*This document contains a synthesis of understanding from the sources listed at the end of the document. Most of these sentences are not my original content, but a gathering of consensus from the research.
Voice Exercise Principles
One of the greatest gifts you can give yourself as a singer is self-awareness about your vocal instrument. This tipsheet will introduce you to the understanding that exists around how muscles work and help you plan your vocal training so you will move towards development and away from fatigue and injury.
The right vocal exercises can increase your strength, stamina and injury-prevention IF you:
- practice frequently across the week
- stretch just beyond your comfort zone every practice
- target your training on specific tasks and muscle function
- develop patience + perseverance.
While the development of skills through specific vocal warm-ups and exercises has been a feature of vocal training for centuries, it is more recently that voice scientists and teachers have started to look at a broader understanding of muscle training.
Our goal is to use exercises which are designed to promote vocal efficiency, not just those that are geared toward a specific style or place in history.
We aim to:
- choose warm-up exercises that target skill acquisition
- plan training with increased warm-up times that can develop fatigue resistance and also assist us to prevent injury
- apply exercise science principles to the needs of specific repertoire in order to generate an effective practice routine.
If muscles are trained in the appropriate way, they will undergo muscle fibre, neurological and metabolic changes which will develop the capacity to meet the new demand imposed on them. This process is known as SAID (Specific Adaptation to Imposed Demand). Muscles need to be worked beyond what they are used to for them to continue to develop.
There are five primary principles which lead us to maximise strength, function, endurance and longevity.
- Intensity – or load.
- Frequency – the number of training sessions in a week.
- Overload – in order to extend a voice, we need to place an extra demand on the vocal muscles, using repetition, increased range and extra effort. That is, frequency and intensity must surpass the target muscle’s comfort zone.
- Specificity – training is most effective if work is directed at the exact muscle groups and neuromuscular movement patterns specific to a particular function.
- Reversibility – when the training stops, there is a detraining effect, and you lose the gains in strength and endurance. Most physiological benefits of training are probably completely lost after 4-8 weeks of inactivity. (This does not include neuromuscular patterns that are deeply established, although they may feel ‘rusty’ after prolonged inactivity.)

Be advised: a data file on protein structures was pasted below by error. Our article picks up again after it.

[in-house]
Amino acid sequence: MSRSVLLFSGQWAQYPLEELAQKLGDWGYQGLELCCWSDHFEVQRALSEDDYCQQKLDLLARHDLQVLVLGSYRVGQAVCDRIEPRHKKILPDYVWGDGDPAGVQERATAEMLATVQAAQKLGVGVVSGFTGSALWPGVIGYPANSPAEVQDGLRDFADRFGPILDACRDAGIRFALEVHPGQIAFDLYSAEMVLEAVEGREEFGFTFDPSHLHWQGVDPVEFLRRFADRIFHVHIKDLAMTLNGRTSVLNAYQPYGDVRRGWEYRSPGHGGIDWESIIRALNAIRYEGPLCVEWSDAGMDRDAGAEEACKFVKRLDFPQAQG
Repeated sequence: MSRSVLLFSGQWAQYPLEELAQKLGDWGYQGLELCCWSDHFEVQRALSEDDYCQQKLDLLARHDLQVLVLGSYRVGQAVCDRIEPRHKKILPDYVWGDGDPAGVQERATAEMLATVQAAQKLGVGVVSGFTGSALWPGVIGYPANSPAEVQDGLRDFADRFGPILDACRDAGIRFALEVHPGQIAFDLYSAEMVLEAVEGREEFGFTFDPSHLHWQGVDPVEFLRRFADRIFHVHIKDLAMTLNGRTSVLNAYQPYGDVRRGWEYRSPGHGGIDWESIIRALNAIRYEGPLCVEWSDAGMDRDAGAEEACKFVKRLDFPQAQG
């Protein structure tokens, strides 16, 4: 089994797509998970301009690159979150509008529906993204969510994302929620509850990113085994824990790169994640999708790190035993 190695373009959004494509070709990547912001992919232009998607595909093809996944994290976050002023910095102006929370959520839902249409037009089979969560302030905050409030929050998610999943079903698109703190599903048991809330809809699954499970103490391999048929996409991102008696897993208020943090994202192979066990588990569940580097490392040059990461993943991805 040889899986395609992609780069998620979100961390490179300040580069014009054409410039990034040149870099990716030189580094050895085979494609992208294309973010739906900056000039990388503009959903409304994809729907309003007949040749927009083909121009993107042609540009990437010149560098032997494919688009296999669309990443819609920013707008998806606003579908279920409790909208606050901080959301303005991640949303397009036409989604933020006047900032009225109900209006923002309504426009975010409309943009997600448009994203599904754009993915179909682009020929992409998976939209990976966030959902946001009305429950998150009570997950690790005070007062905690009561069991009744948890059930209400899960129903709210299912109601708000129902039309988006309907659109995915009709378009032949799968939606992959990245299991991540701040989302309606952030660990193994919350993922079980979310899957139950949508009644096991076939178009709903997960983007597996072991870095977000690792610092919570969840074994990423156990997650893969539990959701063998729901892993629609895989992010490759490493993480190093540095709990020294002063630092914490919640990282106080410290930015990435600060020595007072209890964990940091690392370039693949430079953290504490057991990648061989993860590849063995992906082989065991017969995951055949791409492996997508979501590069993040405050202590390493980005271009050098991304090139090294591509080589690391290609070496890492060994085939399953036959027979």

Intensity, frequency and overload work together. If frequency and intensity do not surpass the target muscle’s comfort zone, the target muscle will persist in a state of maintenance, and growth will not occur. Therefore, demanding muscular exertion beyond its maintenance level will overload the muscle, leading to adaptation and change.
It is interesting to note that neural (mental pathways) and metabolic (delivery of energy to muscles for contraction) changes usually come before the muscle fibre changes.
- Neural changes – after about 2 weeks (usually 4-8 weeks)
- Muscle changes – after another 4-5 weeks
There is a sixth principle sometimes included – INDIVIDUALITY. It recognises that a person’s individual response to a specific load or training program is largely unpredictable. This is why our singers receive a program tailoring exercises to their individual needs.
Your vocal training should feature:
- awareness of the importance of warming up your voice wisely and well
- technical exercises dedicated to the development of specific muscle function
- guidance on applying those muscle function skills into repertoire
- tips on balancing perseverance with patience – time will do its work if you plug away at the task with flexible consistency.
It is possible to over-practice or practice inefficiently – both may be detrimental to the voice.
- Rest and recovery between practice sessions is important.
- Practice sessions don’t have to be all singing.
- Split your session up into thirds:
- Warm up
- Vocalise, text work, rhythms, character development, story work, research, etc
- Increase the amount of time per practice session by 5 minutes per week.
- Aim for an accumulation of 60-90 minutes practice across the day.
Avoid repetitive strain type injuries while building stamina and muscle memory by:
- Checking in with your vocal instrument every day to assess its needs.
- Varying your vocal workout across the week.
- Including a balance of exercise styles to prevent injury and keep you engaged.
- Varying vocal intensity, tessitura and exercises.
Hall, K. (2014). So You Want to Sing Music Theater. A Guide for Professionals. Rowman & Littlefield, Maryland.
Hoch, M. & Sandage, M. J. “Exercise Science Principles and the Vocal Warm-Up: Implications for Singing Voice Pedagogy” in Journal of Voice. 32(1) p79-84. 2018
Leborgne, W.D. & Rosenberg, M. (2014) The Vocal Athlete. Plural Publishing, San Diego.
Robinson, D. K. (2018). Exercise Physiology Principles for Singers. https://youtu.be/aYHINGq5r3g
Scearce, L. (2016). Manual of Singing Voice Rehabilitation, A Practical Approach to Vocal Health and Wellness. Plural Publishing, San Diego.
Shewell, C. (2009). Voice Work: Art and Science in Changing Voices. Wiley-Blackwell, UK.
Titze, I. R. & Verdolini-Abbott, K. (2012). Vocology: The Science and Practice of Voice Habilitation. National Center for Voice & Speech, Utah.